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brendan714

Number of new caches decreasing?

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41 minutes ago, L0ne.R said:

I don't think it's working.

Well it certainly doesn't work if you don't try.

I can post on one of the Facebook groups I mentioned above looking for a partner and have dozens people my age respond within hours.  Yet I know of only two other people in my entire city who are around my age that both hike and geocache.  To me, that's a problem.  That said, I've made some very good middle-aged friends!

To fault HQ for trying to entice younger and/or more outdoorsy adults is totally wrong.  It has nothing to do with numbers.

Anyway, back on topic, I think that enticing new players to the game and rewarding them for quality or interesting hides could be one more way to help reverse the decline in new caches that appears to be happening.

Edited by brendan714

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1 hour ago, L0ne.R said:

I don't think it's working. The numbers style play has been increasing since they allowed PTs. The bubble appears to be bursting. Along with more and more numbers is a lack of quality and a lack of maintenance.

I posted about this elsewhere. It's not numbers that came from powertrails, it's powertrails that came from people wanting to play for numbers, and the increased popularity of closely-knit caches led GS to effectively allow PTs by realizing they can't stop PTs, only throttle them.  So, I'd say the leaning towards numbers and quantity is a cultural shift from the people who call themselves geocachers. The "old school" still exists, and not every newcomer is all about the numbers. But with the increase in mobile gaming and instant-gratification when it comes to entertainment, geocaching also felt the effect; especially with the dramatic growth in smartphone adoption with GPS.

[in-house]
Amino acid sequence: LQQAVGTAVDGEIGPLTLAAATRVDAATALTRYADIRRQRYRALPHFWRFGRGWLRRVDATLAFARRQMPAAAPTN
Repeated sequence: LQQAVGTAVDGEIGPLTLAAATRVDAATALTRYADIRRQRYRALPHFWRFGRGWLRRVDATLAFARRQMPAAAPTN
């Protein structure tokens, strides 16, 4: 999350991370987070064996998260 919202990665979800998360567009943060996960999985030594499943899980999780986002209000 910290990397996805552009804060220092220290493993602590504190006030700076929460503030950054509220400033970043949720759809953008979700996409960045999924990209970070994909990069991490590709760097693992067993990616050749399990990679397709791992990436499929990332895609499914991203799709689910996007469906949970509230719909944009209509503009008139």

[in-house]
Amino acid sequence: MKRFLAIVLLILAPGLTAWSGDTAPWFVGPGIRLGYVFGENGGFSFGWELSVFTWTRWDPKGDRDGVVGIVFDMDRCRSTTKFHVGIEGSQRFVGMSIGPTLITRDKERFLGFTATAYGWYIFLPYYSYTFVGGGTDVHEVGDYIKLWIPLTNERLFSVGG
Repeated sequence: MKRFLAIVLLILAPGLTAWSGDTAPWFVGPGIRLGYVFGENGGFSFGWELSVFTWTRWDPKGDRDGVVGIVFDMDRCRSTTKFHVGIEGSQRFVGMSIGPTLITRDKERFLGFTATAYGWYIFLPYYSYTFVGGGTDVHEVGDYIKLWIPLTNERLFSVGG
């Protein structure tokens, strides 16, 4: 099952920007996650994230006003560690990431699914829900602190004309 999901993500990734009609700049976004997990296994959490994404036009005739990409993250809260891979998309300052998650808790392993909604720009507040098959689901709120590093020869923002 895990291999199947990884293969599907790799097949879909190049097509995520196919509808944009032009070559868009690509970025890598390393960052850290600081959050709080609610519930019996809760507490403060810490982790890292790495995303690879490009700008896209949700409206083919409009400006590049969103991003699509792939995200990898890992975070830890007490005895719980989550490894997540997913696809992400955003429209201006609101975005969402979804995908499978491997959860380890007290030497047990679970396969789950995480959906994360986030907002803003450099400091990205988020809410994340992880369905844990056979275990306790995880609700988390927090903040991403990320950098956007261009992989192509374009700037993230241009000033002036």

- Load the app, find a cache nearby in town, so that's what geocaching's about, now more quick finds get placed. A nice walking trail? Yay, more to place/find! 10k hike? enh, don't have the time or desire for that.

So yeah, the more I observe the sentiment about the current geocaching landscape, and compare with other aspects of first world culture (around the world), the more I'm seeing the parallel. Everything is affected by this new higher-tech adoption of digital pastimes. Geocaching hasn't become the way it is because Groundspeak made it that way - Groundspeak is trying to stay popular and relevant to the shifting culture... before the shift, people merely pushed the limit of what was allowed; they tried new things; and some new things were popular, but not condoned officially, and in many cases caused problems. So guidelines got bigger, thicker, complicated, in an attempt to throttle and control the growing desires for 'new' styles of play.

Challenges and PTs are probably 2 of the most recognizable shifts in the gc landscape over the last 5-7 years. And we see that with the publish numbers. Trends are temporary. Those trends affected numbers. So we see a bump in numbers, and a slow receding which, I'd wager, is heading "back" to a status quo.  At least until the next trendy 'new thing' people try within guideline allowability...

 

59 minutes ago, brendan714 said:

To fault HQ for trying to entice younger and/or more outdoorsy adults is totally wrong.  It has nothing to do with numbers.

Yep

Edited by thebruce0
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1 hour ago, brendan714 said:

 

I can post on one of the Facebook groups I mentioned above looking for a partner and have dozens people my age respond within hours.  Yet I know of only two other people in my entire city who are around my age that both hike and geocache.  To me, that's a problem.  That said, I've made some very good middle-aged friends!

 

 

Geocaching has never been about meeting new people and making friends for me. I did join and become very active when my children were small, and geocaching was promoted as a family outdoor recreation. :)

All of my Pokemon GO friends are much younger than me. No one seems to mind.:D Maybe Groundspeak needs to introduce AR to geocaching to attract the younger generation?

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Well it certainly doesn't work if you don't try.